A sample of my VFX work. Made using Maya, After Effects, Boujou and several other tools (including Flash). My passion here is dynamics. I love organic movement.
I am one of those strange people who was able to teach themselves Maya and ZBrush. It can be done, but it is not easy (admittedly, ZBrush was FAR easier to learn than Maya, but that's beside the point). That being said, if you are a student (or an employee or affiliate of an educational institution) and would like to learn about 3D modeling, animation and/or video compositing Autodesk has a GREAT deal going on right now: For $200, you can get a 14-month educational license of Maya 2009. But that's not all! Act now (actually, I think this deal will be around for a while, so don't impulsively blow money) and you will also receive: Mudbox (a 3D digital sculpting program that is awesome), Toxik (a node-based compositing program that is awesome), Motion Builder (a 3D character animation program that is awesome) and Cleaner XL (which comes with Autodesk everything, whether you want it or not)! If you weren't able to gather from this paragraph, this is awesome! Several months ago, it would have cost me more than $300 just to upgrade to Maya 2008. With the exception of Motion Builder, I have other software that will do much of what these other programs do. This deal, however, might be too good to pass up.
My favorite place to get educational software is Torcomp. You can find this deal on other sites such as Academic Superstore. The license is a few dollars cheaper and a couple months longer at Torcomp/Studica...
If you're not a student, I'm not sure if there is a bundle like this. I honestly haven't looked into it because I'm not yet really making money on any of this software so I have no need to have a full license. Some day, though. Some day...
I'm giving The Cutting Room Floor a much-needed makeover. While the "Darkwater" theme that comes as a plugin with WordPress was very nice, I didn't really think that it visually represented me as accurately as it could. I feel that this new imagery does a much better job. The background image is something I made in Maya. I took great care to be as accurate as I could. I measured out a typical piece of 35mm film, complete with Dolby, SDDS and optical soundtracks, accurately measured out the sprocket holes, aspect ratio, etc. For the texturing (which involves the colors, images, and actual "texture"), I made as detailed a reproduction as I could in Photoshop and then applied it to my filmstrips. I then mapped the color channel into the transparency channel and set a slight bump map to accurately portray the ridges of the film emulsion. I rendered the whole thing with mental ray. That was a whole lot of technical! If you understood it, cool. If not, just check out the images and marvel at their accuracy and coolness. :) I've been working on it for a while and just got the time to render it recently. Below- the Photoshop reference image :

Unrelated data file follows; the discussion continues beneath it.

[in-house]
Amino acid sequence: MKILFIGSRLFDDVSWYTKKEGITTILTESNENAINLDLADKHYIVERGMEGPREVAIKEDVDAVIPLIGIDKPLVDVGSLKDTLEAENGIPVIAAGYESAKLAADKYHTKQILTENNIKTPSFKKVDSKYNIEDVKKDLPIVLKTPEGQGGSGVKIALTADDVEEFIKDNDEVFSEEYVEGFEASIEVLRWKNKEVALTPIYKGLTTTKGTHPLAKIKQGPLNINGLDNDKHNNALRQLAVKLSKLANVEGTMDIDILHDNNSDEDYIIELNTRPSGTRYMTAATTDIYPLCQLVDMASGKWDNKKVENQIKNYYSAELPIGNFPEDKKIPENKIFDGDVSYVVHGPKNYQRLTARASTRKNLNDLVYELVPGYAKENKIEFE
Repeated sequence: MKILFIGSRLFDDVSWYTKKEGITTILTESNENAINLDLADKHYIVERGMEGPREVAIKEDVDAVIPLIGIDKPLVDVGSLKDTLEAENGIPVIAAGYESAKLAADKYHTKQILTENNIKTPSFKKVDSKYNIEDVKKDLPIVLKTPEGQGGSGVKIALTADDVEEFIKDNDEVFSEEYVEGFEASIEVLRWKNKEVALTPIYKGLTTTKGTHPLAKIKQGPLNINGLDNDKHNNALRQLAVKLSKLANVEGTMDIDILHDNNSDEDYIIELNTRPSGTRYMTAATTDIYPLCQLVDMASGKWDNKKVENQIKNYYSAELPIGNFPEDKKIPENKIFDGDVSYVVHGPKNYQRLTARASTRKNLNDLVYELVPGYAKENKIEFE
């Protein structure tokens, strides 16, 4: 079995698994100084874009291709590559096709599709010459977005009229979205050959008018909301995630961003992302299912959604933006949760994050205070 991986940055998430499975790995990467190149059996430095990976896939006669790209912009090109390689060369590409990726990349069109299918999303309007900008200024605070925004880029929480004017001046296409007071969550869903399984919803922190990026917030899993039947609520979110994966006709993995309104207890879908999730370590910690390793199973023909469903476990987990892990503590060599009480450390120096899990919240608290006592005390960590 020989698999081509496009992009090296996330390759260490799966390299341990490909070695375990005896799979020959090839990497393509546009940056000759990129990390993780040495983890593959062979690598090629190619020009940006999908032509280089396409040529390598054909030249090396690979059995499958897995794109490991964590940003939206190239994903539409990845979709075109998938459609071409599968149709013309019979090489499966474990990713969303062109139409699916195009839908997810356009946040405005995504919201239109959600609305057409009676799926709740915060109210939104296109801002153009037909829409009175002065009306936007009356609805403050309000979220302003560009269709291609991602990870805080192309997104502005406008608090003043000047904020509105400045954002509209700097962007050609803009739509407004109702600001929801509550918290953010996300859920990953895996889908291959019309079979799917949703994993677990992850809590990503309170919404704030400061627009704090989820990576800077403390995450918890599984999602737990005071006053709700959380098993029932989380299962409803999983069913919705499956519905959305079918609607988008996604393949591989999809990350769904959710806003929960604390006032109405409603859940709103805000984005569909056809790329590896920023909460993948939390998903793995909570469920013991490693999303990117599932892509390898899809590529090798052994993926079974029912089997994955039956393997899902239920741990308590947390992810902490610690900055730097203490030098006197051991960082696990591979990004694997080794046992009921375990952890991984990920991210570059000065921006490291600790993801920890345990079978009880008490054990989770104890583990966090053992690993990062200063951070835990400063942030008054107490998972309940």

Compare that to this image from wikipedia. The most interesting part to make was the soundtrack. The "static" shapes between the sprocket holes contains the information for the Dolby Digital soundtrack (see the little "DD" symbol? that's really there!), the two blueish strips of "noise" on the edges contain the information for the SDDS track and the black and white sine wave patterns are the optical soundtrack, read by a lightbulb in the projector.